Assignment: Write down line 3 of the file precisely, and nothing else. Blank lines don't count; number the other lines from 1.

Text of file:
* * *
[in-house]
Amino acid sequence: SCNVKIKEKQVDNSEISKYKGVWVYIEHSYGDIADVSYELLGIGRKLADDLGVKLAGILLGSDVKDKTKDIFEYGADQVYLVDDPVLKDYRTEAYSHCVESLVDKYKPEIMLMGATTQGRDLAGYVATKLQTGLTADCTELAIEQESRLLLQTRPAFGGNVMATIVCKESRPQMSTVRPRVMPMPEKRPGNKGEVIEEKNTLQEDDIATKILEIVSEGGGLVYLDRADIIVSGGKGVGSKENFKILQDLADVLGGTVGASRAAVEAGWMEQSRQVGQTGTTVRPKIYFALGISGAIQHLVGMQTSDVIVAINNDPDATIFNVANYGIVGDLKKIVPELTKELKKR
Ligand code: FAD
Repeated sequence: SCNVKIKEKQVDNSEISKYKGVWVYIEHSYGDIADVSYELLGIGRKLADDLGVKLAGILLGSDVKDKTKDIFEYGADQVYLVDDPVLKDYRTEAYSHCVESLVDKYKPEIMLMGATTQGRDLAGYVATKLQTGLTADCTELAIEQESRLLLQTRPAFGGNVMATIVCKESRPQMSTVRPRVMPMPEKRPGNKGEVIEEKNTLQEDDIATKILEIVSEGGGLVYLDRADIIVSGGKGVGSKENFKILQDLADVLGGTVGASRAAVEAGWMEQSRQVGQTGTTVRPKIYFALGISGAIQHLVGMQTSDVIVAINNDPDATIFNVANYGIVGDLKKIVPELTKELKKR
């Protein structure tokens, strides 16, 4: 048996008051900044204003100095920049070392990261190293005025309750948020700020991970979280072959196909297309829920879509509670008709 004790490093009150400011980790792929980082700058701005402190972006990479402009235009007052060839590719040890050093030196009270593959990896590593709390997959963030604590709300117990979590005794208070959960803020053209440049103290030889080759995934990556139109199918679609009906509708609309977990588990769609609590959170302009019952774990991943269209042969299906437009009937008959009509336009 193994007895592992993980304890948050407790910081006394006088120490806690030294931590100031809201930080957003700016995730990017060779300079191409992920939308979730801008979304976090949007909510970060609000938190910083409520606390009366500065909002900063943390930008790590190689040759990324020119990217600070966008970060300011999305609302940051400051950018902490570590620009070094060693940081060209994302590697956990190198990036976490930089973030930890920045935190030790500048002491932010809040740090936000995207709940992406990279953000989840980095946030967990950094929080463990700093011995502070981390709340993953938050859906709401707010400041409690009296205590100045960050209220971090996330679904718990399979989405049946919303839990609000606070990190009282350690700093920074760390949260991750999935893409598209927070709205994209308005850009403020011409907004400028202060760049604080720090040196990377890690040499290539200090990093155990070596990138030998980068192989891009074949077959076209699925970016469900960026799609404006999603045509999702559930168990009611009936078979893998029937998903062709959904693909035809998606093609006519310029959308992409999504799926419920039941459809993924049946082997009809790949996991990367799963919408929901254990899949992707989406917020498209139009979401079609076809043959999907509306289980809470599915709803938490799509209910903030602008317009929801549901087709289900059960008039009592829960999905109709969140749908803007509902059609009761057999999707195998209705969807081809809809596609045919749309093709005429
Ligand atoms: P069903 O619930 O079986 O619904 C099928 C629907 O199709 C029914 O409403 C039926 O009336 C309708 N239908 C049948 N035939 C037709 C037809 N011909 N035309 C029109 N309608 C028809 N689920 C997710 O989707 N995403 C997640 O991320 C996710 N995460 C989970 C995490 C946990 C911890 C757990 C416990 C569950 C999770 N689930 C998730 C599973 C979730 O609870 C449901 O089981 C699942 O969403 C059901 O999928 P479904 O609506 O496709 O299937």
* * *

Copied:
Ligand code: FAD